The Canadian Irish Protestant Benevolent Society

From the mid 1800's, as Catholic immigrants from Ireland started to outnumber their Protestant counterparts the parades started being organised and controlled by the exclusively Catholic Ancient Order of Hibernians, which was formed in New York in 1836. The parades became less secular and took on a Catholic, Nationalist political outlook. Non-denominational societies such as The Friendly Sons, The Charitable Irish & the Hibernian Society became more Catholic & Gaelic, moving away from their Protestant origins. Thanks though, to it's Irish Protestant beginnings in America, St. Patrick's Day celebrations remained less serious than in Ireland, where it was considered a day of holy obligation. In fact, until the 1970s the bars in Dublin were closed on March 17.

St. Patrick stained glass window in Armagh's Protestant cathedral.


Another common misconception today is that Irish-Americans are predominately Catholic. This is an easy assumption to make as in the last 160 years the overwhelming majority of  Irish immigrants to the USA have indeed been Catholic... But in fact more than half of the 40 million Americans who claim Irish heritage are Protestant in faith. One of the main factors for this is that  in the colonial period 30 percent of all immigrants from Europe arriving between 1700 and 1820 came from Ireland and the great majority of those were Presbyterians from Ulster. 

To give a perspective on this; in 1790, when Fr. John Carroll was ordained as the first Roman Catholic bishop of the USA, there were around 30,000 practising Catholics (around 1% of the population) and 22 priests in the new United States. This number represented Catholics of all nationalities (English, Irish, Dutch, German etc.). At the same time there were around 200 practising Presbyterian ministers from Ulster alone and an estimated 250,000 Scots-Irish.

Although they didn't come in numbers as huge as the later Catholic wave of immigration the  descendants of these early Scots-Irish arrivals have been multiplying ever since. A study in the 1970's showed that  83% of Irish-American Protestants have been in America for four generations or more compared to only  41% of Irish-American Catholics. 

Patrick, apostle of Ulster

There seems to be a growing trend in America for people of Irish Protestant heritage to wear orange on St. Patrick's day in recognition of their faith & heritage. In the video clip below from The Simpsons, the Orange & the Green fight it out on St. Paddy's Day!

Saint Patrick's story is essentially an Ulster story. According to the legends it was Ulster where he was enslaved as a boy, that is where he returned to as a man. It's where he built his first church, it's where he evangelized and it is where he lived & died. Today, St. Patrick's grave stone can be viewed in the grounds of Down Anglican Cathedral in Downpatrick, Ulster... not far from where he built his first house of Christian worship in Saul, Co. Down.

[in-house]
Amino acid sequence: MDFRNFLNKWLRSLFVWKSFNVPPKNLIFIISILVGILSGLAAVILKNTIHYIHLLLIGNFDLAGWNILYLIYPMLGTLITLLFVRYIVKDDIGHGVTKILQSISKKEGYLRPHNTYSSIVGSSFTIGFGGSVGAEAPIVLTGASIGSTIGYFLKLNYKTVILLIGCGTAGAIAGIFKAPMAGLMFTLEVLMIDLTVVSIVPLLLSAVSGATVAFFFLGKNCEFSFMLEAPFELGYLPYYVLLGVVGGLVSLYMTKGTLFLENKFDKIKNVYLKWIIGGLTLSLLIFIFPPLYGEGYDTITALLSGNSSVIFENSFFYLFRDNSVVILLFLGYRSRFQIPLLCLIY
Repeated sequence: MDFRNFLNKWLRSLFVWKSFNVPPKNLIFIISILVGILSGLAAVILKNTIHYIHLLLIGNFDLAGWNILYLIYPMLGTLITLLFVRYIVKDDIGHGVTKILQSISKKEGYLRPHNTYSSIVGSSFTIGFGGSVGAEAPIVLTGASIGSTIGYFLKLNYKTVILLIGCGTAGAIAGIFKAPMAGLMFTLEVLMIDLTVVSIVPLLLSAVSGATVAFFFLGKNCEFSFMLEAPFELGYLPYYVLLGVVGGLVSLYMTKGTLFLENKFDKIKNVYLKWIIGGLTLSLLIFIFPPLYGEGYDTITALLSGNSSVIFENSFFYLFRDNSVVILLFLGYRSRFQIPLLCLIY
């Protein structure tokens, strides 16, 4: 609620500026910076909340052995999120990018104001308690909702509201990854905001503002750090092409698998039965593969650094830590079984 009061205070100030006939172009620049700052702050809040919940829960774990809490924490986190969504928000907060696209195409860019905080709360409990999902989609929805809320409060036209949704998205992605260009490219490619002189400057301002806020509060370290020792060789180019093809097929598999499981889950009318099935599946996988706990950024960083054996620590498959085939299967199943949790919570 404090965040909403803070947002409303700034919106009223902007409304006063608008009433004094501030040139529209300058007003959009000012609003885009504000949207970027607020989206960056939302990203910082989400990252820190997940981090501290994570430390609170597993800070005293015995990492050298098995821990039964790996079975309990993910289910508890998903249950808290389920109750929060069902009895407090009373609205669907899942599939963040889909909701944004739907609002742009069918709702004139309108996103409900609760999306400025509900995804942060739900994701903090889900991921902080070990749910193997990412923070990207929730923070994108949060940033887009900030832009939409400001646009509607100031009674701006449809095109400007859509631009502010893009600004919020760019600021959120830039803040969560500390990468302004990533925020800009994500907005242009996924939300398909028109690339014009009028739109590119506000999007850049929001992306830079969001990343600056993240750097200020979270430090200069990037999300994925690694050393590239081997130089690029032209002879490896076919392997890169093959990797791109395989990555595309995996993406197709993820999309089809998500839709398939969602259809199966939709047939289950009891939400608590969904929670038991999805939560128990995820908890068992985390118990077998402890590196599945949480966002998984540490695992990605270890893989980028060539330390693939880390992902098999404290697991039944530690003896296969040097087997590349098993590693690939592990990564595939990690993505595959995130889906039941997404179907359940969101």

St. Patrick mural in an Ulster-Scots district of Belfast.

Thursday, 1 March 2012

'Us Boys' Documentary film

Filmed over four years, this documentary follows the daily lives of Ernie & Stewart Morrow,  Ulster Scots bachelor brothers who farm Oldchurch in Glenarm, Co. Antrim.  It looks as if the 20th century has passed this place by but the brothers are proud and want nothing to do with modern trappings.  Both men never got married, but they do not regret it, as they are very fond of their freedom. When his brother and companion of 75 years dies, Erinie continues to live as he has done for the past eighty years, in an old farmhouse without electricity. Although this film is only around 15 years old it already seems to be from a bygone time and a traditional lifestyle that has all but disappeared.

I like the part where Ernie is talking about his family history: "We are what they call the Scots-Irish.... We are not the full Scotch. A wean of big boys came in (from Scotland). And there were three Morrows came in and they were all over six foot tall. And one went to Co. Down, One went to Co. Antrim and one went to Co. Derry....Three brothers... and that's what brought the Morrows in."

This film is in Ulster-Scots with German subtitles. It's a pity i cant find the English subtitled version, as even those who are familiar with the Ulster-Scots tongue will have difficulty understanding all of this due to the low audio quality.

Sunday, 22 January 2012

Border Reivers; The ancestors of many Ulster Scots

Anyone who lives in Ulster will be very familiar with surnames such as Armstrong, Irving, Murray, Kerr, Maxwell, Johnstone, Carruthers, Potts, Elliott, Burns, Douglas, Bell, Crozier, Scott & Graham. These are all Border Reiver family names.

Many Ulster-Scots (Scots-Irish) are descended from these Border Reivers;  lawless clans from the border between Scotland & England, where a lifestyle of raiding and marauding was the only way to survive. They started off as subsistence farmers but owing to their geographical position they were frequently harassed by passing armies who, at the very least, would require provisioning, often without payment,  but who were more often hell bent on destroying everything before them and causing as much damage and misery as they could. Crops were destroyed, homesteads burnt and the people murdered or dispersed.

It is no coincidence that these people, having had their crops regularly destroyed and their livestock stolen, looked for other means of sustaining themselves and their families... They took to reiving.

Raiding parties in battle

a short excerpt from Born Fighting on the Reivers 

For over 400 years between the 13th & 17th centuries, warring families from both sides of the lawless border valleys would carry out deadly raids on each other. These skilled warrior horsemen would live a life of looting, arson, murder & rustling.  The life of the Border Reiver was not necessarily ruled by his allegiance to the English or Scottish Crowns, but more likely by his allegiance to a family surname. The history of the Border Reivers has many similarities to that of  the American Wild West. It produced its share of outlaws and broken men, corrupt officials, greed, misery and struggle for survival.

Reiver map of the Scottish - English border

Reiver re-enactors